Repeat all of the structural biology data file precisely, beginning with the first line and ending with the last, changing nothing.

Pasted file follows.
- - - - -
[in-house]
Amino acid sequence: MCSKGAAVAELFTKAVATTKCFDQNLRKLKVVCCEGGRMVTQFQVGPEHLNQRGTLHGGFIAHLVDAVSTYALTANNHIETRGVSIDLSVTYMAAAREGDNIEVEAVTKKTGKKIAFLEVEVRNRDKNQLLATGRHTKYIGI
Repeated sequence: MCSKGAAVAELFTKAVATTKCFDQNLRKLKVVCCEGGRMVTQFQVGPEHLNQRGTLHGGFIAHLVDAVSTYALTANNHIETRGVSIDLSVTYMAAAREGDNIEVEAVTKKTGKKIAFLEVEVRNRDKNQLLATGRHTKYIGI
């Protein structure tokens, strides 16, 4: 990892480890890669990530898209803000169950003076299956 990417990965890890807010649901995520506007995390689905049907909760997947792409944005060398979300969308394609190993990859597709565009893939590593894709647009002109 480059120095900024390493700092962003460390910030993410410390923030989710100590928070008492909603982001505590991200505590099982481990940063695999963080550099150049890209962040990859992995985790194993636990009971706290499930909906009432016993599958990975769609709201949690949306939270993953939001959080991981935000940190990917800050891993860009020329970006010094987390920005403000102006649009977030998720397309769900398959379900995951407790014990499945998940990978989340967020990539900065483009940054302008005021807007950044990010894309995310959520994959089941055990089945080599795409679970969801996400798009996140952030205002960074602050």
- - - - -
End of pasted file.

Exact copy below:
[in-house]
Amino acid sequence: MCSKGAAVAELFTKAVATTKCFDQNLRKLKVVCCEGGRMVTQFQVGPEHLNQRGTLHGGFIAHLVDAVSTYALTANNHIETRGVSIDLSVTYMAAAREGDNIEVEAVTKKTGKKIAFLEVEVRNRDKNQLLATGRHTKYIGI
Repeated sequence: MCSKGAAVAELFTKAVATTKCFDQNLRKLKVVCCEGGRMVTQFQVGPEHLNQRGTLHGGFIAHLVDAVSTYALTANNHIETRGVSIDLSVTYMAAAREGDNIEVEAVTKKTGKKIAFLEVEVRNRDKNQLLATGRHTKYIGI
């Protein structure tokens, strides 16, 4: 990892480890890669990530898209803000169950003076299956 990417990965890890807010649901995520506007995390689905049907909760997947792409944005060398979300969308394609190993990859597709565009893939590593894709647009002109 480059120095900024390493700092962003460390910030993410410390923030989710100590928070008492909603982001505590991200505590099982481990940063695999963080550099150049890209962040990859992995985790194993636990009971706290499930909906009432016993599958990975769609709201949690949306939270993953939001959080991981935000940190990917800050891993860009020329970006010094987390920005403000102006649009977030998720397309769900398959379900995951407790014990499945998940990978989340967020990539900065483009940054302008005021807007950044990010894309995310959520994959089941055990089945080599795409679970969801996400798009996140952030205002960074602050």